Ugandan law enforcement officials say parents have sold their children to the witch doctors for slaughter. If they can't find a child to buy, they snatch one.

That's what happened to a 3-year-old we'll call Geoffrey to protect his identity. Geoffrey went missing three months ago while playing with his five brothers and sisters. His mother and father and other village members searched for the boy. Geoffrey's father, Godfrey, found him. He says what he saw will haunt him for the rest of his life.

"I saw him lying in a pool of blood," says Godfrey. "I thought he was dead."

A neighbor who also happened to be a witch doctor had snatched Geoffrey and cut off his genitals. Police believe he wanted the genitals of a child as a good luck charm to bury under a new house.

The neighbor is now in prison for his crime. Somehow, despite massive loss of blood, Geoffrey survived.

But he will need specialized medical care at least until he is an adult, care that his impoverished mother and father can't afford. The family is relying on a local children's activist organization, the African Network for the Prevention and Protection Against Child Abuse Network (ANPPCAN), to pay for Geoffrey's routine surgeries and transportation.

But to get this care, the boy has had to relocate to his grandmother's house in Kampala, splitting up the family.

Godfrey still cries when talking about the effect the incident has had on him and his family, and how he feels about the perpetrator.

"I still can't understand why he did this," Godfrey says.

The Influence of Film

These hideous crimes are becoming more common. But why now? No one is totally sure.

ABC went undercover to learn more about the shadowy world of witch doctors. Posing as a married couple building a hotel, we sought help from this witch doctor to fight the "evil spirits" working against our enterprise. At the witch doctor's compound were mothers with babies, men with business worries: They were all there seeking help.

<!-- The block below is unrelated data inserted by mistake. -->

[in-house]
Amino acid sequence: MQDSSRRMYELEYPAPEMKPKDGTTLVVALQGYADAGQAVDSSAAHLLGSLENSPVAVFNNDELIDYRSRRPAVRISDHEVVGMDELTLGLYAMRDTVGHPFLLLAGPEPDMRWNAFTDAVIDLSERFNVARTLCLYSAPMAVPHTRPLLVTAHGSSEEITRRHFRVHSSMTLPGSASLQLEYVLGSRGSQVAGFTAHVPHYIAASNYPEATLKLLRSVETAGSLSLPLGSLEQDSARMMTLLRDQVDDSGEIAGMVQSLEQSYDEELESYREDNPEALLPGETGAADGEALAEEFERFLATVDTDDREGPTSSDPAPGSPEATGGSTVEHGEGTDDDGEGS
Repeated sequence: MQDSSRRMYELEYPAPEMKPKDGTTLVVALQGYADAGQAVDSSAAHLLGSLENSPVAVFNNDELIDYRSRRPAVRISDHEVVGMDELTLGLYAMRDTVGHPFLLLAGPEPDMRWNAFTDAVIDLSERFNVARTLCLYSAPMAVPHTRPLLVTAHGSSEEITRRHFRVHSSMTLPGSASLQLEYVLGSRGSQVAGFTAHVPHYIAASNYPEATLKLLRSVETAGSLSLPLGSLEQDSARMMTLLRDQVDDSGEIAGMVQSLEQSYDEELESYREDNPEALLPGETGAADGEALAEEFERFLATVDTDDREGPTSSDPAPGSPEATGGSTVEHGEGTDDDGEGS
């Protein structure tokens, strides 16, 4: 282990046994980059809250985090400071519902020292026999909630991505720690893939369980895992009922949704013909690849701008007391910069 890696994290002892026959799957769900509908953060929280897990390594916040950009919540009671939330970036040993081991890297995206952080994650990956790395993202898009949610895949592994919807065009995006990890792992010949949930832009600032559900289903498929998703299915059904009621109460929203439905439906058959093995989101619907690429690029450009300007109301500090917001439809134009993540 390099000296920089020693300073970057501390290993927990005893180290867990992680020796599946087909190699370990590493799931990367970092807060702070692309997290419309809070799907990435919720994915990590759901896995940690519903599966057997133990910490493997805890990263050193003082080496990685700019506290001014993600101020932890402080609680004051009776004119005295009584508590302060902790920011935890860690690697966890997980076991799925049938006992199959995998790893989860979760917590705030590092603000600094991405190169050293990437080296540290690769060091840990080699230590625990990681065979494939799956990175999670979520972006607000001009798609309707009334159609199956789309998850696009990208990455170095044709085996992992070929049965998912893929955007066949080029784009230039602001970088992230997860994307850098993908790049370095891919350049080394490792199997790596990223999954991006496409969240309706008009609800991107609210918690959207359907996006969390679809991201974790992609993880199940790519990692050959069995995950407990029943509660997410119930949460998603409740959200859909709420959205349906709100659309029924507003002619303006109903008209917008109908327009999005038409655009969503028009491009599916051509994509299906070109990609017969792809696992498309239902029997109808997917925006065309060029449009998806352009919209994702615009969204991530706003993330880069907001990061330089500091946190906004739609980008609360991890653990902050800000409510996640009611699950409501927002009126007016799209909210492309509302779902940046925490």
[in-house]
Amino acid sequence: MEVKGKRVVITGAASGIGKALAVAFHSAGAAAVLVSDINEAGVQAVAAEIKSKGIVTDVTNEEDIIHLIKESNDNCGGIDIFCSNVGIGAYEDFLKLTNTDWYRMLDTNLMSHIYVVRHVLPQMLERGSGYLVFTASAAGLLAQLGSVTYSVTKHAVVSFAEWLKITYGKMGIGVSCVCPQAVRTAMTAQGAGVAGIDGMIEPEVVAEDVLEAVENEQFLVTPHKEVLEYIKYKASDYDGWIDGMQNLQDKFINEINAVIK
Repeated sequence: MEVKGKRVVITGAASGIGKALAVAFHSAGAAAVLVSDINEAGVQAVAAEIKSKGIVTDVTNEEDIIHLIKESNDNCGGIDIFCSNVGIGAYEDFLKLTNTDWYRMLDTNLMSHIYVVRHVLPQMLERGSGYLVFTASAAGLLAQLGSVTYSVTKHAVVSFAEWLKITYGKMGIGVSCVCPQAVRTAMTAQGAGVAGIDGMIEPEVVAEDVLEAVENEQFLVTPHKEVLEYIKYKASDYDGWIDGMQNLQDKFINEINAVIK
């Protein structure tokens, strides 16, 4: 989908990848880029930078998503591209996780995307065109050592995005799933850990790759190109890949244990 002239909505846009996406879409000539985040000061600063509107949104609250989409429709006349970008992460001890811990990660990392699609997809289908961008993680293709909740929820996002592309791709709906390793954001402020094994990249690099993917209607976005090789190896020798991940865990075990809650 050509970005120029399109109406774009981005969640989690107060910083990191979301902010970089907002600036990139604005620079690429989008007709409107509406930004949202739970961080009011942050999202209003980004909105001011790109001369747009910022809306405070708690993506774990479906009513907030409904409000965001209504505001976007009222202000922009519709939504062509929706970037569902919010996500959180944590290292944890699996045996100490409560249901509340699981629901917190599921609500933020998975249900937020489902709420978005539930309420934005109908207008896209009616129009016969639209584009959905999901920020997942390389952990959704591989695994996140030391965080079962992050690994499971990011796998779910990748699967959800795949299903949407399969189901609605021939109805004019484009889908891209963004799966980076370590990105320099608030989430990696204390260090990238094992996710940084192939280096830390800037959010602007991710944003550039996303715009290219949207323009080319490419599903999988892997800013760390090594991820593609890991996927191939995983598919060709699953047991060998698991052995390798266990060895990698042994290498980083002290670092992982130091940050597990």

We met with the witch doctor four times, and before he would take any action, the witch doctor and his associates asked for money -- a lot of it.

At the last meeting, we were summoned and told that our enemies have already resorted to human sacrifice. When we ask what we can do to fight this, we're told that the spirits are demanding that we come back the next day with $1,500 and he will tell us what to do next. And if we don't take the next step, one of us will die.

We did not return. We do not know if this witch doctor was trying to set up a sacrifice, but police believe he is involved in this sinister practice. He is now under police surveillance.

Two thousand officers have been trained to tackle the hideous crime, forming the Anti-Human Sacrifice Task Force, equipped in part by the U.S. government.

Police are visiting churches and mosques, trying to crush the growing belief in the power of child sacrifice.

Commissioner Moses Binoga heads the task force. He says it's a challenge to convince people that the act of human sacrifice is not spiritual but a crime.

"We tell them the disadvantages and the dangers which they are causing," said Binoga.

And the police plead for sanity.

"Uganda, I think, is a country of hope," said Bukuluki. "And hope against hope, I think it is possible to deal with this vice."

But the fear is until the people of Uganda deal with this vice, Uganda's children will not be safe.